Posts Tagged ‘wordsmith.org’

Writer’s Mail Tuesdays With Story

Writer’s Quote:
“Writing a novel is like driving a car at night. You can only see as far as your headlights, but you can make the whole trip that way.” — E.L. Doctorow

Tuesday at the B & N:
Just a mini-meeting Tuesday at the bookstore. Summer must be infiltrating everyone else’s soul!

Rebecca Rettenmund read chapter 5 of The Cheese Logue, entitled “The Packers.” She says she is in the process of completely rewriting all of her chapters to weave in the personal story better with the essays. Jen liked the description of how businesses are completely dead during a Packer game. Kaitlyn wondered if the parts with Sophie would be cut – yes, they are. Carol suggested changing the fan’s cap from blue to red, because blue suggests Bear’s fan. (actually, thinking later with the two guys – one should have a green cap and one should be yellow). Kat liked how they were described as Blue and Green each time they spoke. And Terry offered the “cheese” caution – the word popped up too many times while describing the Packer gear.

Terry Hoffman read chapter 11 of The Great Tome. Rebecca felt that Ace wasn’t really sorry – it’s just something people say. Kaitlyn liked it, though, because it showed Rachel’s distrust. Jen was a little confused by the daydreaming at the start of the chapter. Carol wanted to see more physical reactions to go with the dialog. Jen thought more physical gestures throughout would create a clearer picture. Kat pointed out that Rachel might wonder what happened after she blacked out. She could have hurt Doug & not remembered it.

Who’s up next . . .

July 31: Fifth Tuesday (more…)

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Tuesdays with Story
WRITER’S MAIL for December 26, 2010
by Clayton Gill

Good Words from Way Back
True ease in writing comes from art, not chance,
As those move easiest who have learn’d to dance.
’T is not enough no harshness gives offence,
The sound must seem an echo to the sense.
–Alexander Pope (1688–1744) in Essay on Criticism

Dear “Happily Embarrassed,”
In recent e-mail to fellow Tuesday with Story members, Alicia Connolly-Lohr announced the publication of her book Lawyer Lincoln In Transit To Freedom: An historical nonfiction novel. It’s now available at Amazon.com (http://www.amazon.com/Lawyer-Lincoln-Transit-Freedom-historical/dp/1453849424/ref=sr_1_5?s=books&ie=UTF8&qid=1293407805&sr=1-5), where the listing includes the book’s first enthusiastic review by an admiring relative. Despite Alicia’s blush, any embarrassment is uncalled for.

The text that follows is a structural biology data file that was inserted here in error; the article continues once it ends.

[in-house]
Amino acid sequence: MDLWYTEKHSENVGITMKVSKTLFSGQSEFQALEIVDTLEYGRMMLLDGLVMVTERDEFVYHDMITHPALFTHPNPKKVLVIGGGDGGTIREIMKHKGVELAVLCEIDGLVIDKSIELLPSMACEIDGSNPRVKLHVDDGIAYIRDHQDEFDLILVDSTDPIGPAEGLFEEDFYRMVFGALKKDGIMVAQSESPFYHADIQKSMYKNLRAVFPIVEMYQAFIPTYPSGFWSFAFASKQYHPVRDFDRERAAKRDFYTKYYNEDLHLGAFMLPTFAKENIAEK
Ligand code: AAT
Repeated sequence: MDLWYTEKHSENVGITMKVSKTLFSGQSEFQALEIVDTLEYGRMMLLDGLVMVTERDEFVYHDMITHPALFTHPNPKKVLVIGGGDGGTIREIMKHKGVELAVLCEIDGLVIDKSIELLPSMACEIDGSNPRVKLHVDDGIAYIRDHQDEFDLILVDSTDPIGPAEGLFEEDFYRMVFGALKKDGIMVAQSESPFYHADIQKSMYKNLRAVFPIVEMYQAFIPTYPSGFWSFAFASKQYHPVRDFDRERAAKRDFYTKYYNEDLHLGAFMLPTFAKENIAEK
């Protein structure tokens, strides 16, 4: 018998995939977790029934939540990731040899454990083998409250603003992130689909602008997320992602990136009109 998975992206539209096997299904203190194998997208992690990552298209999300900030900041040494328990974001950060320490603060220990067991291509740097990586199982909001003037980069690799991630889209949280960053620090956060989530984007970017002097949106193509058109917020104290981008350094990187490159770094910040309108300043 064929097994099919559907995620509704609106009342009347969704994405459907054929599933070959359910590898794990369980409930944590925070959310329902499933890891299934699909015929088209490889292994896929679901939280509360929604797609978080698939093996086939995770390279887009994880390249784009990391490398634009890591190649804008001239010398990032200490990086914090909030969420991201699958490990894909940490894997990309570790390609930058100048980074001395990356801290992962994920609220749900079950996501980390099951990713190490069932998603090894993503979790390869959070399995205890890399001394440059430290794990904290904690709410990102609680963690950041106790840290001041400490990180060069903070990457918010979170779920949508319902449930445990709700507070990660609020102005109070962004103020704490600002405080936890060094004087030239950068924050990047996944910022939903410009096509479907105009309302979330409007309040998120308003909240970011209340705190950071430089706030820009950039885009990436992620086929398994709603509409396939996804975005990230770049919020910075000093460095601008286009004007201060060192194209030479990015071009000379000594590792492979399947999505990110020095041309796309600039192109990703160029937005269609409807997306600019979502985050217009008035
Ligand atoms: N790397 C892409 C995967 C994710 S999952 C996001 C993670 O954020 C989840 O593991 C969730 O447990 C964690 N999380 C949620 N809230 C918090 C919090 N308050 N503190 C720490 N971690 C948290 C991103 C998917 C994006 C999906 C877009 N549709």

Alicia is an attorney herself. In the novel’s court room scenes, the young Abraham Lincoln argues a case involving a runaway female slave. Alicia’s real-life experience adds to the blow-by-blow realism of the drama.

Of course, we all know Lincoln as a legendary orator, statesman, and U.S. President. However, in Alicia’s story, we encounter some of Lincoln’s pivotal moral and ethical dilemmas, his charm and gift for persuasion, and his beginnings as one of our nation’s greatest leaders.

Lawyer Lincoln is another TWS success story: Enjoy and review!

Reading Recap: December 21 Meeting
First-and-Third group met at Alicia Ashman Branch Library to review work by Randy Haselow, Greg Spry, Leah Wilbur, John Schneller, and Jerry Peterson. Linda Meyer had prepared to take the place of Justin Schober, but her work did not get full circulation in advance of the meeting and the group ran out of time for its consideration. The group rescheduled review of Linda’s work for future meeting. (more…)

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Writer’s Mail for October 28, 2010
by Pat Edwards

“Me fail english? Thats unpossible.” – Ralph Wiggum, The Simpsons

The Pumpkin Challenge
In honor of the upcoming holiday, Webook.com is doing a pumpkin challenge. Your pumpkin can take any form (carved, cursed, animated, giant, murderous, a pie) but it must cause terror in a person or group of people. Real terror. None of that mushy “moderate fear” kind of thing.

Write a scary story in which a pumpkin is the main catalyst for terror. (max 300 words)

The WEbook editorial staff will pick our three favorite submissions and award the authors free entry to PageToFame. Go to http://www.webook.com/project/The-Pumpkin-Challenge for rules and information.

Who’s up Next?
November 2: Amber Boudreau (chapter 16, young adult novel), John Schneller (chapter 2, Final Stronghold), Greg Spry (chapter, Beyond Cloud Nine), Randy Haslow (chapter, Hona and the Dragon), Judith McNeil (???), and Jerry Peterson (chapter 4, Thou Shalt Not Murder).

November 9: Kim Simmons (chapters, City of Winter), Randy Haslow (chapter, Hona and the Dragon), Annie Potter (memoir), Carol Hornung (scene, Sapphire Lodge), and Sariah (???).

November 16: Greg Spry (chapter, Beyond Cloud Nine), Pat Edwards (poems), Chris Maxwell (rewrite, short story), Cathy Riddle (chapter, Beer Crimes), Aaron Boehm (chapter, Hell Cage), and Kim Simmons (chapter, City of Summer).